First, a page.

It was an eventful weekend in Division I college tennis, with the parity that's been evident throughout the season continuing.

The Arkansas men, ranked 49th, beat No. 14 Georgia 4-3, coming from 3-1 down in Fayetteville and unranked Virginia (can't say I've typed that before) beat No. 18 Notre Dame 5-2 in Charlottesville. TCU, currently ranked 32, blanked No. 9 Columbia in Fort Worth, earning its third straight Top 20 win.

No. 3 seed Cal won the men's Oracle Collegiate Challenge, which takes place at Indian Wells on the final weekend of the BNP Paribas Open. The Bears, ranked 39th, defeated Purdue, Baylor and Arizona State for the title.

Top-ranked Wake Forest took down No. 11 USC at home 4-1, with the Trojans not having Brandon Holt or Daniel Cukierman, their top two players, in the lineup due to injury.

In women's action, No. 10 South Carolina beat No. 8 Georgia 4-1 in Athens despite losing the doubles point. South Carolina got wins in the straight-sets wins at the top three singles positions and at No. 6.  Georgia had beaten No. 18 Florida 4-1 on Friday.  Unranked Mississippi State followed up its 4-3 victory Thursday over No. 2 Vanderbilt with a 4-0 win over No. 14 Kentucky on Saturday.  South Carolina is the only women's team still undefeated in SEC play, so they are in the driver's seat, although as Mississippi State has shown, there are few easy wins in the conference.

The top-ranked North Carolina Tar Heels were taken to the limit by No. 22 Florida State today in Tallahassee, but UNC's Alexa Graham won in a third set at No. 4 singles, the only match to go three sets, to get the 4-3 victory.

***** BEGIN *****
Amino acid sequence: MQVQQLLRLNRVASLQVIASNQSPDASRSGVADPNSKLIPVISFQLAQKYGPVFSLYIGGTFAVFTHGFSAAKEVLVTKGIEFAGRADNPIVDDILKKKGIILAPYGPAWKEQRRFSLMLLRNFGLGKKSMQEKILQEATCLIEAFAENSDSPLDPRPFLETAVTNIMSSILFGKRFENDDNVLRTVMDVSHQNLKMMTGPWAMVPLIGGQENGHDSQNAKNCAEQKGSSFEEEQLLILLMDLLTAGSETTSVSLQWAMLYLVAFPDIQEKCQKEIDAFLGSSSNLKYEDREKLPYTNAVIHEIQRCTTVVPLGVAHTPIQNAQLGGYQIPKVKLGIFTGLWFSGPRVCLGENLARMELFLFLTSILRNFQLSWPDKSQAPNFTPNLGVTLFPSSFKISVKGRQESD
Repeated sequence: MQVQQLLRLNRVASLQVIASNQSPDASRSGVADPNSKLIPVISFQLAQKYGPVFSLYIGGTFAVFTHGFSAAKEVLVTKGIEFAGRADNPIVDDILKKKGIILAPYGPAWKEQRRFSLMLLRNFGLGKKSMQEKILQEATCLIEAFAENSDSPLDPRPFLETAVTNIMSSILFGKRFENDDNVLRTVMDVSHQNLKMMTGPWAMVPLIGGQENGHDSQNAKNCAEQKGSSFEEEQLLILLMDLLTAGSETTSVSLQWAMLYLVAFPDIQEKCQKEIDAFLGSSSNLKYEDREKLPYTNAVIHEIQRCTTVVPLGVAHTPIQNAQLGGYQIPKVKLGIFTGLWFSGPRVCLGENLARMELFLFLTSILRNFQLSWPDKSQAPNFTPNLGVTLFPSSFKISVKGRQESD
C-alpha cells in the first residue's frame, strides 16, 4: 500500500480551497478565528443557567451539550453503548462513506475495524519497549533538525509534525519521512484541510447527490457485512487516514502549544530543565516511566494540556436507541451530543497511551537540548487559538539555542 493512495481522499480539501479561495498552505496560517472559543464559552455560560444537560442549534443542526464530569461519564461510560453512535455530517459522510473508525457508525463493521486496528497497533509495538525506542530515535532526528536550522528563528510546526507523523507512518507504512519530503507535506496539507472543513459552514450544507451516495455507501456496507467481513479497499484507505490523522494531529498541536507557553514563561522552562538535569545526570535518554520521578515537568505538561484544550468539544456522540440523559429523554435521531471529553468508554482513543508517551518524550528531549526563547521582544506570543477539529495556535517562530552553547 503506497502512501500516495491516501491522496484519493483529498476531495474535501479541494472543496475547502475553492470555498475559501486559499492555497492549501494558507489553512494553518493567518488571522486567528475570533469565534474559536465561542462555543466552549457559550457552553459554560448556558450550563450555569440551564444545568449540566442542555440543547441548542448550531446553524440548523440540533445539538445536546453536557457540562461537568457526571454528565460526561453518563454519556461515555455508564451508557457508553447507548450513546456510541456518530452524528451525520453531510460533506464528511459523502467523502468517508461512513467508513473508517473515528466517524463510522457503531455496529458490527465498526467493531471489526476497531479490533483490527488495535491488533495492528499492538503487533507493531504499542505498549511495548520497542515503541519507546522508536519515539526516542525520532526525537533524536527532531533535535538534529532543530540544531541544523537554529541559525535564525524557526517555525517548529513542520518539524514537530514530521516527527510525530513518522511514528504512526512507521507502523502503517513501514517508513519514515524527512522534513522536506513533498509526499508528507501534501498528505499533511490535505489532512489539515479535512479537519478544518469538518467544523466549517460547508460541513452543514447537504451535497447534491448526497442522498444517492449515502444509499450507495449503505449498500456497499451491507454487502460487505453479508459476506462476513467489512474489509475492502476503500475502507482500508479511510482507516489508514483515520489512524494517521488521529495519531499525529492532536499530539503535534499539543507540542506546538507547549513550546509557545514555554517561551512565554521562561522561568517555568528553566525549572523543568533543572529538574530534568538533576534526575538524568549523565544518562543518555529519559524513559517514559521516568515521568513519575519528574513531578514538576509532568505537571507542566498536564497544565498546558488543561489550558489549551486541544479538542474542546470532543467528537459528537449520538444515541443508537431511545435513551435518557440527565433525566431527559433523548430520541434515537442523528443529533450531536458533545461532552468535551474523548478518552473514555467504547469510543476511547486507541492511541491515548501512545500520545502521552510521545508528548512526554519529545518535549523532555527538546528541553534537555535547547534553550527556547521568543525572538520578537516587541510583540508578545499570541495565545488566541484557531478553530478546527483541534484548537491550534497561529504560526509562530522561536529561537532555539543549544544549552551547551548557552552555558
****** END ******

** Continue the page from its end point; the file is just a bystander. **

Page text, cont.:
Saturday, March 17, 2018

McNally Claims Second Straight Pro Circuit Doubles Title in Tampa, Pegula and Stewart in All-US Final in Singles; Dale Wins ITF Grade 4 in Panama

Caty McNally is only 16 years old, but she has already won four ITF Pro Circuit doubles titles including two in the last two weeks, with two different partners.

McNally, who has reached the Wimbledon girls doubles final the past two years, won the $15,000 USTA Women's Pro Circuit doubles title in Tampa Florida today.  With University of Virginia recruit Natasha Subhash, a regular partner of McNally's during her junior career, McNally defeated No. 4 seeds Rasheeda McAdoo and Katerina Stewart 3-6, 6-3, 10-6 in the final.

The first set was the only set the unseeded pair lost in the tournament, and last week in Orlando, with Whitney Osuigwe, another regular junior partner, McNally took the doubles title without the loss of a set.  Prior to this month, McNally has won two other $15,000 tournament titles, with Emily Appleton of Great Britain.

McNally reached the quarterfinals of the singles in Tampa, falling to No. 3 seed Jessica Pegula, who will play in the final on Sunday.  Pegula defeated former Syracuse standout Amanda Rodgers, the No. 6 seed, 5-7, 7-5, 6-3 in today's semifinals and will face No. 2 seed Katarina Stewart, who beat unseeded Ilona Kremen of Belarus 6-1, 6-0.

The singles final of the $25,000 men's Futures in Bakersfield California will feature No. 1 seed Mathias Bourgue of France and No. 3 seed Jan Choinski of Germany.  Wake Forest sophomore Borna Gojo reached the semifinals, but fell in a second match today to Choinski.  Rain kept the quarterfinal round from being completed on Friday.

Denis Kudla[5] has advanced to the final of the $75,000 ATP Drummondville Challenger, where he'll face unseeded Benjamin Bonzi of France.

Steve Johnson[3] was the last American standing at the $150,000 ATP 
Challenger in Irving Texas, but he lost today to Mikhail Kukushkin of Kazakhstan.  The unseeded Kukushkin will face alternate Mateo Berrettini of Italy in the final.

Andrew Dale, who played for the USTA National Spring Team Champions the Titans last week in Mobile, went to Panama for an ITF Grade 4 tournament this week and came away with his fourth ITF singles title.  The 16-year-old left-hander, seeded No. 2, defeated top seed Vikash Singh of India 6-4, 6-0 in the final. Dale's previous three ITF junior titles were in Grade 5 tournaments.

Camille Townsend, the No. 2 seed, lost to No. 3 seed Jada Bui of Canada in the girls final, 6-2, 6-0.  Top seeds Bui and Townsend lost in the doubles final to No. 3 seeds Jackeline Lopez and El Salvador's Sara Cruz Bonilla 6-2, 2-6, 10-7.

At the ITF Grade 1 in Malaysia, Skyler Grishuk reached the singles quarterfinals, and at the ITF Grade 2 in Spain, Zane Khan advanced to the singles semifinals.

Friday, March 16, 2018